There was throughout something in this economy admirably

adapted to the work intended to be performed. Even amidst great irregularities, Church prejudice, so prevalent at that time in our country, was in some measure disarmed, by Clergymen taking the lead ; and by the employment of laymen, the agency was multiplied a hundred-fold, and met the mass of the people on their own ground, addressing them in a style which they could easily comprehend; while the highest orders in society were brought within the circle of its influence. The co-operation of the noble and wealthy with the Clergy and common people, was also one means of diffusing the blessings of vital religion in the Established Church, as it was of increasing the number and of elevating the tone of Evangelical Dissenters.

The revival which animates these pages owes, indeed, some of its success to the accidental circumstances of the social body. Mind had been excited to activity; the character of Civil and Religious Liberty had been investigated in the Bangorian and other controversies; the moral sense of the multitude, and the piety of the few, by various means, had increased; while preaching had become too commonly, both in the Church and in the Meeting-house, dull and lifeless where it was Evangelical, and void of the distinguishing truths of the Gospel, where it was animate and engaging.

The ground, therefore, on which the friends and coadjutors of the Countess were presented, as in a painting, added considerably to the effect of the figures, giving them space and relief; for common sense, admitting the Gospel to be of God, nay, Infidelity itself, as in the case of BOLINGBROKE, saw and confessed that they had the advantage. Had the ministers of religion been more orderly and active, and had they preached something more like the Gospel, in doctrine and in spirit, the contrast would not have been so great and striking, but the darkness of the night disposed the people to hail the dawn of the morning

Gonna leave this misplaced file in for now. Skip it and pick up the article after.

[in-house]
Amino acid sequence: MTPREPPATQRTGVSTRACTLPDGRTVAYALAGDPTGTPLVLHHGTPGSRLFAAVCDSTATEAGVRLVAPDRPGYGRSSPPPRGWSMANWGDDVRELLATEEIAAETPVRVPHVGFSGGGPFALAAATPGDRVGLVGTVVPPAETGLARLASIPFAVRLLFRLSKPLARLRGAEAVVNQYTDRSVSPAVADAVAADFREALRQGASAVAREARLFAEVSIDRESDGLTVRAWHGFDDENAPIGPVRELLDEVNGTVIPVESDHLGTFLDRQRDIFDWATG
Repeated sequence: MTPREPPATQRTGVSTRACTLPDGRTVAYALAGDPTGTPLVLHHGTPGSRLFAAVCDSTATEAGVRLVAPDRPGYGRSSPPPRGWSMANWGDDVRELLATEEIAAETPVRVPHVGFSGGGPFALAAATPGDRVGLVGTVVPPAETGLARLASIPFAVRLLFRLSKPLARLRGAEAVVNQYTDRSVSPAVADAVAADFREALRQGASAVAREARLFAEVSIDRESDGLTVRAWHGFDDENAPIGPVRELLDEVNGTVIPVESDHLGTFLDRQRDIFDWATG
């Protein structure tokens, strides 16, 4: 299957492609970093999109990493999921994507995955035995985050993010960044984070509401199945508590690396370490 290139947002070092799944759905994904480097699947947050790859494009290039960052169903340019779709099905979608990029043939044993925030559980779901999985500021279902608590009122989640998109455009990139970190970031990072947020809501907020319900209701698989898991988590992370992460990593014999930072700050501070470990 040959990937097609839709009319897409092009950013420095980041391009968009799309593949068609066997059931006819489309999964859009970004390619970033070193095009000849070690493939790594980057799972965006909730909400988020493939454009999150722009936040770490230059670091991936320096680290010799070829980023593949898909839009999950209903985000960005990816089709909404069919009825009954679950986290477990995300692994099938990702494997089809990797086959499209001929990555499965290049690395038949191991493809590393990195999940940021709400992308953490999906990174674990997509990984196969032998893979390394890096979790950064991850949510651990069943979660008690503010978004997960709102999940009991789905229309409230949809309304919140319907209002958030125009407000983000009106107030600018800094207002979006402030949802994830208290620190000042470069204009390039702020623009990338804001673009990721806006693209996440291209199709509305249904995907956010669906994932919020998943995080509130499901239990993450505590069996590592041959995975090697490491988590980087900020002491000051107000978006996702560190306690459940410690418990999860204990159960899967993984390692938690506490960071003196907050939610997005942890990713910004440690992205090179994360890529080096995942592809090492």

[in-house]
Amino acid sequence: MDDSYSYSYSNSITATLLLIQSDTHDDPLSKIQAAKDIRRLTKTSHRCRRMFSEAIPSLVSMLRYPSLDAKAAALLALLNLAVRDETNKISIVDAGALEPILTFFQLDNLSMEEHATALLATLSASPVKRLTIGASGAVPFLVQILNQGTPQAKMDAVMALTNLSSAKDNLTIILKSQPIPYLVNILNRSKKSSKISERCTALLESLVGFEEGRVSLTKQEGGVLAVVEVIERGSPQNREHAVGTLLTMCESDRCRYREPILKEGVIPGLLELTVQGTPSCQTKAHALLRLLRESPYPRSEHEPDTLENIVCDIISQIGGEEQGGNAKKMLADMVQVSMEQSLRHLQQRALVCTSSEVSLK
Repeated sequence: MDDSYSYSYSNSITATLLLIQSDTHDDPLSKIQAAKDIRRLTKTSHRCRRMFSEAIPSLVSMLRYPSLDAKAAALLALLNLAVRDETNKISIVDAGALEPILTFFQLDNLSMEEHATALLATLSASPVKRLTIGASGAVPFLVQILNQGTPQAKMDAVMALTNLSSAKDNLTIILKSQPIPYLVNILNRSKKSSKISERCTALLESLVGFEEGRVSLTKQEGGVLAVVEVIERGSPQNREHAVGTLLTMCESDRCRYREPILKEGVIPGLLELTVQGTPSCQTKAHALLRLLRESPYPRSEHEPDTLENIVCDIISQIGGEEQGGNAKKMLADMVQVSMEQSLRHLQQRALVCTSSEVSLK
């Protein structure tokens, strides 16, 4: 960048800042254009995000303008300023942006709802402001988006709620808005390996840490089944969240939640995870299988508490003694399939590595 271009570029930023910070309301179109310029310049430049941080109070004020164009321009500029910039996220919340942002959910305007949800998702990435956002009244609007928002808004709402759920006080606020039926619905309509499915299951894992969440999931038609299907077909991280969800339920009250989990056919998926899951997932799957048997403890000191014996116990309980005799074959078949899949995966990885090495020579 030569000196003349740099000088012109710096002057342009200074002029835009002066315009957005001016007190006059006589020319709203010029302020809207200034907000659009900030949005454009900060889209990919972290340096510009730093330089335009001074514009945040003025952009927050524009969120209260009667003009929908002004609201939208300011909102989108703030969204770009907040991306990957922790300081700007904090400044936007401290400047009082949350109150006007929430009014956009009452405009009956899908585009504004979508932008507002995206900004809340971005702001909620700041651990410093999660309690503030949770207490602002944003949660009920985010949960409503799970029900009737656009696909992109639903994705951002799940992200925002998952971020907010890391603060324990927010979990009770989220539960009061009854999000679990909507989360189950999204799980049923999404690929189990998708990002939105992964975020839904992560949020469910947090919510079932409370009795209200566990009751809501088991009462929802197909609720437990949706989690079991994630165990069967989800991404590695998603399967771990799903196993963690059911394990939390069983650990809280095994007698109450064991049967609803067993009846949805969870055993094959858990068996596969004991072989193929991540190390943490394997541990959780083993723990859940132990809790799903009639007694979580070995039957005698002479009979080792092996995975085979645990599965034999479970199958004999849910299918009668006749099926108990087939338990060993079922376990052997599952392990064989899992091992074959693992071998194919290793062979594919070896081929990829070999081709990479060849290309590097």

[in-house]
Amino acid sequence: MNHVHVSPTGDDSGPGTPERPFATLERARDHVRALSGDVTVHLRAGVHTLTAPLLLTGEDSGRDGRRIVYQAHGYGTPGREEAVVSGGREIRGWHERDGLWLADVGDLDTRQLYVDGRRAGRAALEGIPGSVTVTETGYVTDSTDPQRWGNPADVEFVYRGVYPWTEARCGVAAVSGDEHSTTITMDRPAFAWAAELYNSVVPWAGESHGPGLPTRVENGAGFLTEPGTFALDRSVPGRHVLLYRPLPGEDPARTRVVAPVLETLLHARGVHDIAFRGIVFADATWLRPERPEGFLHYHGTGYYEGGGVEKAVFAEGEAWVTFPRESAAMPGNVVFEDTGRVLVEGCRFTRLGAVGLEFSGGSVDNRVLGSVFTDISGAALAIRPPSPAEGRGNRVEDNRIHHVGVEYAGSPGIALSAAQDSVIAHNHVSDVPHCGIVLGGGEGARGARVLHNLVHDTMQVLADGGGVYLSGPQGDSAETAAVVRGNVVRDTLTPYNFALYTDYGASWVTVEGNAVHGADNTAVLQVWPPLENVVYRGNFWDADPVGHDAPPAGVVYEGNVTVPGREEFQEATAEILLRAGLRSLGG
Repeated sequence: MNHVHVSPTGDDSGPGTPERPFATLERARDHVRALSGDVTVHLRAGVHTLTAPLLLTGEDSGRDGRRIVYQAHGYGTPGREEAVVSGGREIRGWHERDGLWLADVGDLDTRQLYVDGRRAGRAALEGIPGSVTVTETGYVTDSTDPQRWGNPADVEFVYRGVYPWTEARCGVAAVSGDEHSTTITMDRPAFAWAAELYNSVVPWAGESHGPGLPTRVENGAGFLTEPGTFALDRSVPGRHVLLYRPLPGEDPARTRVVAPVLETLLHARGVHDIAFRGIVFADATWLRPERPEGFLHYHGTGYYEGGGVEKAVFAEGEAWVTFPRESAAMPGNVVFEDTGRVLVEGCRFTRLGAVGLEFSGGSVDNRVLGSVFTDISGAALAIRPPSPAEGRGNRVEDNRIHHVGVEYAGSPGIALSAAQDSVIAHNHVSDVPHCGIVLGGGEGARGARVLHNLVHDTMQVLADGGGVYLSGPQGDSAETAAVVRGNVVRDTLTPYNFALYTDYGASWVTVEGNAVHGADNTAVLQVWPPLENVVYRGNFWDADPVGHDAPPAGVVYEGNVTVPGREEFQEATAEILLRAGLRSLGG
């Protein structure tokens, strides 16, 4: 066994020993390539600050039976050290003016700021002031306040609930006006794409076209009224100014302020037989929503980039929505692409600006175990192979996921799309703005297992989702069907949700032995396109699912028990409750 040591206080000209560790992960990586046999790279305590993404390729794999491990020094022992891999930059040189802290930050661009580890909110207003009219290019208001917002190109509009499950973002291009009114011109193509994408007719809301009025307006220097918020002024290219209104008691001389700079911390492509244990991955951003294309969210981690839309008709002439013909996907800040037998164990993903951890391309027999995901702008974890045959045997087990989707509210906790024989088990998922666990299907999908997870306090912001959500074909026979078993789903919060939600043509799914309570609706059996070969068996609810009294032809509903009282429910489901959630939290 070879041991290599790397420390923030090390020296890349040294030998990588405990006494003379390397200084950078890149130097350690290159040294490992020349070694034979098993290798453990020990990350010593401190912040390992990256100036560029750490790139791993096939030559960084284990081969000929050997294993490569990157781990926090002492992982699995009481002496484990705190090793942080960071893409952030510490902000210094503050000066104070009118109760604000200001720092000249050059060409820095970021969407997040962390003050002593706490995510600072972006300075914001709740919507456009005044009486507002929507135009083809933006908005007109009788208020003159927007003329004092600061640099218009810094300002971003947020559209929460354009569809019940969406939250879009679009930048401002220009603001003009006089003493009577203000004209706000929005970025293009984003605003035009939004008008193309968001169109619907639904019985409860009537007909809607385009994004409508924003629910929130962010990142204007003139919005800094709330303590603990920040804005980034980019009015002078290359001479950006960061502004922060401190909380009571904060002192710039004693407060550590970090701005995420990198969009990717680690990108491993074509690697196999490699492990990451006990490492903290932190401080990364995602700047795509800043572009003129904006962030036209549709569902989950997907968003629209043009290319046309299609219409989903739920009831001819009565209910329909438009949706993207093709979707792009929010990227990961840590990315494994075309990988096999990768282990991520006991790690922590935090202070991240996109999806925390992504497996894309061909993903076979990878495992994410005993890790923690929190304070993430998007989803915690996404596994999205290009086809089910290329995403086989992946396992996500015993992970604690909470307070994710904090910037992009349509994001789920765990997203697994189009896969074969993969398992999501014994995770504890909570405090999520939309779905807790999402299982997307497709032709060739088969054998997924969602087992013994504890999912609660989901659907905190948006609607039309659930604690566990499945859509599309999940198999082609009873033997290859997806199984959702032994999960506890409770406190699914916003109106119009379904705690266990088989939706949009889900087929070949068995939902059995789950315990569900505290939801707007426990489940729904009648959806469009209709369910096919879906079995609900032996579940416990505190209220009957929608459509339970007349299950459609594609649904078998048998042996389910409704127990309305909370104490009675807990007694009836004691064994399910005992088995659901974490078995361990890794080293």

No adventitious circumstances, however, can account for the wonderful success of early Methodism. The time to favour Zion, yea, the set time, was come; and the impression, the extent, the continuance of the work-place it beyond a question

that it is of God. “ Not by might, nor by power, but by my Spirit, saith the Lord of Hosts.” The doctrine of the Divine Sovereignty, in relation to converting and sanctifying influence, has indeed been perverted, to the relaxing of moral obligation ; but it is impossible not to see it illustrated in the history of the Church. Such a tide of success, at times when least expected, and through a channel in little esteem, flows in upon her, that all must attribute it, not to earthly but to heavenly attraction, and recognize in it the good pleasure of God.—“ He hath mercy on whom he will have mercy.” Were we, indeed, qualified to take a view of all the circumstances of the work, we should doubtless see an agreement between cause and effect, an aptitude in the employment of appointed means to convey the great blessings received; and thus should we be confirmed in a belief of the connexion between sovereignty and equity,—that grace reigns through righteousness. As, however, we are ignorant of this fitness and connexion, and of the modes of gracious operations on the human mind, we must deal with facts, and finding the effect so much exceeds the apparent circumstantial cause, resolve the question in the sentiment of our blessed Lord, “Even so, Father, for so it seemed good in thy sight.” Taking this view of the subject, we shall at once be constrained to ascribe the glory of success to its proper Author, and excited to the performance of duty, since, as far as we know, the right employment of the means always results in the attainment of the end. Let Christians, and especially Christian ministers, rival the characters here pourtrayed in piety, in united activity, and, above all, in faith and prayer; and sovereign grace, having already acted in preparing an agency, will soon appear, in the enlarged success of their efforts. “I will bless thee, and make thy name great ; and thou shalt be a blessing."

It may appear strange that the Calvinistic branch of Methodism, commencing under auspices equally favourable with the Wesleyan, should, in the present age, be so much less flourishing than its cotemporary. Reflection, however, on the real number of the former will, in some degree, qualify wonder—a number far greater than appears to a hasty observer: for while the